Effects of bile salts on glucosylceramide containing membranes

J Halin, Peter Mattjus

    Research output: Contribution to journalArticleScientificpeer-review

    4 Citations (Scopus)


    The glycolipid transfer protein (GLTP) is capable of transporting glycolipids from a donor membrane, through the aqueous environment, to an acceptor membrane. The GLTP mediated glycolipid transfer from sphingomyelin membranes is very slow. In contrast, the transfer is fast from membranes composed of phosphatidylcholine. The lateral glycolipid membrane organization is known to be driven by their tendency to mix non-randomly with different membrane lipids. Consequently, the properties of the membrane lipids surrounding the glycolipids play an important role in the ability of GLTP to bind and transfer its substrates. Since GLTP transfer of glycolipids is almost nonexistent from sphingomyelin membranes, we have used this exceptionality to investigate if membrane intercalators can alter the membrane packing and induce glycolipid transfer. We found that the bile salts cholate, deoxycholate, taurocholate and taurodeoxycholate, cause glucosylceramide to become transferrable by GLTP. Other compounds, such as single chain lipids, ceramide and nonionic surfactants, that have membrane-perturbing effects, did not affect the transfer capability of GLTP. We speculate that the strong hydrogen bonding network formed in the interfacial region of glycosphingolipid-sphingomyelin membranes is disrupted by the membrane partition of the bile salts causing the glycosphingolipid to become transferrable.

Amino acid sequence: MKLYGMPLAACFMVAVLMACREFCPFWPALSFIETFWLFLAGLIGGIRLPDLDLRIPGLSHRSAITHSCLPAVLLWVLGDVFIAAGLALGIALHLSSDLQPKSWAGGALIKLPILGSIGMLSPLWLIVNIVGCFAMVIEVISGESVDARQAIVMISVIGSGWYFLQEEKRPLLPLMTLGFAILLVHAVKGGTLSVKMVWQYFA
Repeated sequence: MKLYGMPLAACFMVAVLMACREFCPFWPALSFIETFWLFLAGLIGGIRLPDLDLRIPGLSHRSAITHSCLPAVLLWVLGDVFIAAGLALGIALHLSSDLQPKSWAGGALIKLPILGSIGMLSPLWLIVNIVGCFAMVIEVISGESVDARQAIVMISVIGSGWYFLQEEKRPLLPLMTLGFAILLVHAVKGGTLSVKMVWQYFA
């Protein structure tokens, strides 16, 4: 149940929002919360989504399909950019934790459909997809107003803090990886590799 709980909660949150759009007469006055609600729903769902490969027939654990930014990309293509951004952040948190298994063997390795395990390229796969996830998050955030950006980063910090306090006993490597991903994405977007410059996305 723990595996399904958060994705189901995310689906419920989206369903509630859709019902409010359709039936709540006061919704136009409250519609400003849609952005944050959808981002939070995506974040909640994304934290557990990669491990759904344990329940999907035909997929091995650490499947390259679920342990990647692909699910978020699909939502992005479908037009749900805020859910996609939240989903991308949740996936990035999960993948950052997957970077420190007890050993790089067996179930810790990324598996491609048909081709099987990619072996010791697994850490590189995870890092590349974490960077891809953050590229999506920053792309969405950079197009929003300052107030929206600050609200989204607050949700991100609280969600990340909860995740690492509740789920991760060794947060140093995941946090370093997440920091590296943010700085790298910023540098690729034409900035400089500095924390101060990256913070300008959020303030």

Original languageUndefined/Unknown
    Pages (from-to)2886–2893
    Number of pages8
    JournalBBA - Biomembranes
    Issue number12
    Publication statusPublished - 2011
    MoE publication typeA1 Journal article-refereed


    • BODIPY-labeled lipid
    • Glucosylceramide
    • Glycolipid
    • Glycolipid transfer protein
    • Hydrogen bond
    • Lipid lateral packing

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